Following the conclusion of the Enhanced Defense Cooperation Act (EDCA) and President Obama’s trip to Asia, the United States and Philippines armed forces began an annual military exercise incorporating 5,500 troops on Monday. The exercise is part of the annual Balikatan exercises.
According to military officials from the two countries, the Philippines is contributing 3,000 troops to the exercises while the United States is contributing 2,500. Filipino General Emmanuel Bautista notes that the Balikatan 2014 exercises focus on addressing “non-traditional threats.”
The primary aim of the exercise is to increase disaster response for the Philippines, which is subject to regular natural disasters, tropical storms and typhoons in particular, and thought not explicitly stated by either military, a second goal is to increase preparedness for defending Filipino territory.
Albert del Rosario, Foreign Secretary of the Philippines, said that the exercises would bolster the preparedness of the Philippines and the United States to deal with tensions “due to excessive and expansive maritime and territorial claims” and “aggressive patterns of behavior” — a thinly veiled reference to China’s increasingly assertive behavior in the region.
The Philippines is engaged in multiple territorial disputes with China over South China Sea territories, including the Scarborough Shoal and the Second Thomas Shoal. In addition to these threats, the General notes in the Manila Bulletin that the exercises will also target the “challenge of climate change,” which “became more evident following the destruction brought by super typhoon ‘Yolanda’ in the country in November 2013.” The United States assisted in the disaster relief effort following that typhoon.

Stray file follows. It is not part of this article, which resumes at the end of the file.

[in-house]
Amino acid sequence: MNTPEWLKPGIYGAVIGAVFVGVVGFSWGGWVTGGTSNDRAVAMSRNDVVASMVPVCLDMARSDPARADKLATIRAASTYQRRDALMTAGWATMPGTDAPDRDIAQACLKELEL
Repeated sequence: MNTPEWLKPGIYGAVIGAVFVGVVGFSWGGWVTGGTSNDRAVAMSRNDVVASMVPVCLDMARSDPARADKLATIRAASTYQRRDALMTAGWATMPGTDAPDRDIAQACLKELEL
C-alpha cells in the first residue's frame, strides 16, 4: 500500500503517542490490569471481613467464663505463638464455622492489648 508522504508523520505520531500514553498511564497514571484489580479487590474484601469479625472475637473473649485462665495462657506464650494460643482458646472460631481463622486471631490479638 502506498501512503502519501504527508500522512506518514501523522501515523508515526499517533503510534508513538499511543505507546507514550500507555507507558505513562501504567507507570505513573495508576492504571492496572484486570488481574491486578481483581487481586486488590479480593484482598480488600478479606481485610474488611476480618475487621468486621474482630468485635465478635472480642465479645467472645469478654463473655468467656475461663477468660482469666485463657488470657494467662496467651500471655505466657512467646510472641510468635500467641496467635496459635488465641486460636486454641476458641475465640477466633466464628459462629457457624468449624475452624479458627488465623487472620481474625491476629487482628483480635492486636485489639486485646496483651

According to the Associated Press, the Australian military “deployed 65 army soldiers and air force personnel to participate in live-fire maneuvers and charity activities.” It also sent a P3 Orion aircraft for a surveillance exercise with U.S. and Filipino forces. In addition to the United States, Australia is the only other country to have an agreement that allows it to participate in military exercises with Filipino troops in the Philippines.
The Philippines is the oldest of the United States’ five treaty-based allies in the Asia-Pacific region, and was once a U.S. overseas territory. The Mutual Defense Treaty between the two countries was signed in 1951 and the two countries have been close military partners ever since. The United States maintained a permanent military presence in the Philippines until 1992 when it was evicted by Filipino legislators; the recent EDCA will see U.S. troops share facilities with Filipino armed forces but not maintain any permanent presence in the country. MCT